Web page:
The excessive sweating condition that could ruin your life
Most people sweat when they exercise or the weather is hot. But some people sweat far more than this. Hyperhidrosis – excessive sweating – can be a devastating condition that has a huge impact on quality of life, and even prevent those who have it from carrying out everyday tasks. For some it has affected their relationships. Others are so embarrassed by their sweating that they feel unable to leave their house.
Sweating is a normal physiological process that helps the body to regulate its temperature. When we get too hot or exercise, sweat evaporates from the skin and has a cooling effect. People often also notice they sweat when they are anxious or are in a situation that makes them nervous. But for the roughly 3 per cent of people who have hyperhidrosis, sweating can be almost constant.
The most common areas of the body affected by hyperhidrosis are hands, feet, underarms, face, and head, although other areas can be affected too. Some people with hyperhidrosis sweat all over, rather than in just some parts of the body. People with hyperhidrosis often sweat in situations where other people don’t, for example, when the weather is cold.
It is not known what causes hyperhidrosis, although it is thought that the nerves that usually make us sweat become over-active. Hyperhidrosis often starts in childhood or adolescence, but can start at any time during life. There is probably a genetic element as well, as there is often a family history in people who have excessive sweating of the hands.
Without a clear understanding of what causes hyperhidrosis, it is more challenging to find effective treatments. That is why colleagues and I have been researching the condition. We asked people with hyperhidrosis and healthcare professionals who treat them what questions they would like research to answer. We had 268 people come forward to suggest nearly 600 research questions.
We found that hyperhidrosis has a wide range of severity. At the mild end of the spectrum, the effects may be minimal – a small inconvenience or minor embarrassment. But as severity increases, the impact on quality of life becomes much more substantial. And the condition can have a huge impact on quality of life, affecting people’s career choices and leading to social isolation. For example, some people have such sweaty hands that it makes it difficult to hold a pen or use a keyboard.
People with hyperhidrosis often have anxiety in work situations such as job interviews or meetings where they might be expected to shake hands. Their social life can also be affected, with many people feeling embarrassed by their sweating, and some people have avoided forming intimate relationships due to this. Some people have to change their clothes several times.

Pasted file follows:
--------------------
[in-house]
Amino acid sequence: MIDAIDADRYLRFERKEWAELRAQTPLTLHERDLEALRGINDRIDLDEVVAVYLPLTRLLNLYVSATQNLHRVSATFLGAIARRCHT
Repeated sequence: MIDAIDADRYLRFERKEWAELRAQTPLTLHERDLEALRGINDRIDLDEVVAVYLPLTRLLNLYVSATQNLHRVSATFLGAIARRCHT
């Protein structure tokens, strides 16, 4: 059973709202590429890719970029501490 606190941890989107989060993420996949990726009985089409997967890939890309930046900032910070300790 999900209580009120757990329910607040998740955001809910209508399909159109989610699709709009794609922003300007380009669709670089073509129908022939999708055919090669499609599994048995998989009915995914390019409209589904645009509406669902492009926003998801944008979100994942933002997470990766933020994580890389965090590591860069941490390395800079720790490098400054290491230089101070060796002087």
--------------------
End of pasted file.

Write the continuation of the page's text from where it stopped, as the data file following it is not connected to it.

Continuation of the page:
Many people with hyperhidrosis don’t seek medical help due to the stigma of the condition. They may not even know it is a medical condition at all. Those that do often report difficulties in being taken seriously, lack of access to specialists, and treatment being considered a low priority.
There are a number of treatments available for hyperhidrosis, which depend upon the area of the body affected. Temporary treatments include:
- Strong anti-perspirants containing aluminium chloride
- Iontophoresis, where the affected areas are placed in water and a low voltage electrical current passed through it
- Botox, which works by blocking a chemical at the nerve endings, so it can’t activate the sweat glands
- Oral medications, called anti-cholinergics, which also work by blocking the nerve endings, throughout the body
But these are all temporary, and do not work for everyone. The anti-perspirants can cause skin irritation, and oral medication blocks nerve endings throughout the body, so can cause side effects such as a dry mouth and problems urinating. Botox and iontophoresis, meanwhile, need to be repeated regularly and can be expensive.
There are also some more permanent solutions available. Some sufferers have had surgery to remove or destroy sweat glands in a localised area (such as the armpits) or endoscopic thoracic sympathectomy (ETS), where the nerves that control sweating are cut. ETS is effective in reducing the sweating of the areas intended, but can lead to very serious side effects such as damage to nerves or organs. Most patients end up with some level of sweating in other areas (compensatory sweating) and this can be worse than the original problem, so this surgery is generally only used as a last resort. A newer permanent treatment uses electromagnetic energy to destroy sweat glands.
Despite being a common skin condition, hyperhidrosis is not widely known about, and research is very poorly funded. Raising awareness is key if people are to feel comfortable enough to come forward to ask for help and advice.
Written by Louise Dunford, Director of the Institute of Allied Health Sciences Research, De Montfort University. Republished with permission of The Conversation.